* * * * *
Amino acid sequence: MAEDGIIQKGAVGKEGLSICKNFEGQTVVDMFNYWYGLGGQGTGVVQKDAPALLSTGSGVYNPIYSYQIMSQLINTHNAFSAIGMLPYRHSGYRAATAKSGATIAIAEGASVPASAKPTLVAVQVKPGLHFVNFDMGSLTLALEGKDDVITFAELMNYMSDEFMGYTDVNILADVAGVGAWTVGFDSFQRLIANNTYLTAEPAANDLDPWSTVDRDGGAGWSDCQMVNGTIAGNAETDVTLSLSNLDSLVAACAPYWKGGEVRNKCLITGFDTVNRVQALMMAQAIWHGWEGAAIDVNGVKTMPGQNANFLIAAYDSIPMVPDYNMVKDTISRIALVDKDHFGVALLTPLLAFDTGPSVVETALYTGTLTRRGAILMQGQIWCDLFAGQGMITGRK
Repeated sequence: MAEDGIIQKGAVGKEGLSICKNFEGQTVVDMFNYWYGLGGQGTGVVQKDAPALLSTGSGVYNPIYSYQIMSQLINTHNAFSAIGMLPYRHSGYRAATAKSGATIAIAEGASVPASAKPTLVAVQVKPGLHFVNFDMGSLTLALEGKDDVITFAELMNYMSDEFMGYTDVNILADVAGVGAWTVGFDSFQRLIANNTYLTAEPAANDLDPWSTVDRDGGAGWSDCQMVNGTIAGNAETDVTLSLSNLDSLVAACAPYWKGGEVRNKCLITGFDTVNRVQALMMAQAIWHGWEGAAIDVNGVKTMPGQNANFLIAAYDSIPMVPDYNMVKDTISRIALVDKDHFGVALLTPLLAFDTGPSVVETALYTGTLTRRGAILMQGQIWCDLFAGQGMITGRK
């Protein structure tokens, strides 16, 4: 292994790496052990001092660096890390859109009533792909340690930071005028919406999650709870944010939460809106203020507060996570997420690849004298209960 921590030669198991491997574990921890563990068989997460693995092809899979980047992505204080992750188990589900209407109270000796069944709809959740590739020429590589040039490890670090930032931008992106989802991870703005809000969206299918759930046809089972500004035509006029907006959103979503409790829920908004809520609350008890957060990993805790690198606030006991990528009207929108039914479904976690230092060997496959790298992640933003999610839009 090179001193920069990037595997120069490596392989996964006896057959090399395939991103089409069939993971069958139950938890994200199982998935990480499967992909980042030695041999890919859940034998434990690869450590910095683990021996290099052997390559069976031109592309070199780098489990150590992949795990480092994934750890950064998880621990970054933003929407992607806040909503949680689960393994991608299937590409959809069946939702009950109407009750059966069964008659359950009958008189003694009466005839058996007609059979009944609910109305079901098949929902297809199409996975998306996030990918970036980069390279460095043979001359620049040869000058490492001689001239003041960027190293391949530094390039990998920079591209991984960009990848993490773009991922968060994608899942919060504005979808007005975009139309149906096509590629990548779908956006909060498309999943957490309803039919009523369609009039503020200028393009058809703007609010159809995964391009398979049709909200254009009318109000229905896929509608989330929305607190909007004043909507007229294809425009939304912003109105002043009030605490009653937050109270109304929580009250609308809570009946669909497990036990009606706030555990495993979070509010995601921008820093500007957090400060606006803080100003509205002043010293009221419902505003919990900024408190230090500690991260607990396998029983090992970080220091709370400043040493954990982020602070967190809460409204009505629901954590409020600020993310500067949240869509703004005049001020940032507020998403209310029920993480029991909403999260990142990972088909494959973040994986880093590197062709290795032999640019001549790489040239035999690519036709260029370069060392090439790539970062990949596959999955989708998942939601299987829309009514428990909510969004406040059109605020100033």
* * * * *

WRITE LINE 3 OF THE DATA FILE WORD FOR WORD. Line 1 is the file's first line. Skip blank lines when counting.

């Protein structure tokens, strides 16, 4: 292994790496052990001092660096890390859109009533792909340690930071005028919406999650709870944010939460809106203020507060996570997420690849004298209960 921590030669198991491997574990921890563990068989997460693995092809899979980047992505204080992750188990589900209407109270000796069944709809959740590739020429590589040039490890670090930032931008992106989802991870703005809000969206299918759930046809089972500004035509006029907006959103979503409790829920908004809520609350008890957060990993805790690198606030006991990528009207929108039914479904976690230092060997496959790298992640933003999610839009 090179001193920069990037595997120069490596392989996964006896057959090399395939991103089409069939993971069958139950938890994200199982998935990480499967992909980042030695041999890919859940034998434990690869450590910095683990021996290099052997390559069976031109592309070199780098489990150590992949795990480092994934750890950064998880621990970054933003929407992607806040909503949680689960393994991608299937590409959809069946939702009950109407009750059966069964008659359950009958008189003694009466005839058996007609059979009944609910109305079901098949929902297809199409996975998306996030990918970036980069390279460095043979001359620049040869000058490492001689001239003041960027190293391949530094390039990998920079591209991984960009990848993490773009991922968060994608899942919060504005979808007005975009139309149906096509590629990548779908956006909060498309999943957490309803039919009523369609009039503020200028393009058809703007609010159809995964391009398979049709909200254009009318109000229905896929509608989330929305607190909007004043909507007229294809425009939304912003109105002043009030605490009653937050109270109304929580009250609308809570009946669909497990036990009606706030555990495993979070509010995601921008820093500007957090400060606006803080100003509205002043010293009221419902505003919990900024408190230090500690991260607990396998029983090992970080220091709370400043040493954990982020602070967190809460409204009505629901954590409020600020993310500067949240869509703004005049001020940032507020998403209310029920993480029991909403999260990142990972088909494959973040994986880093590197062709290795032999640019001549790489040239035999690519036709260029370069060392090439790539970062990949596959999955989708998942939601299987829309009514428990909510969004406040059109605020100033």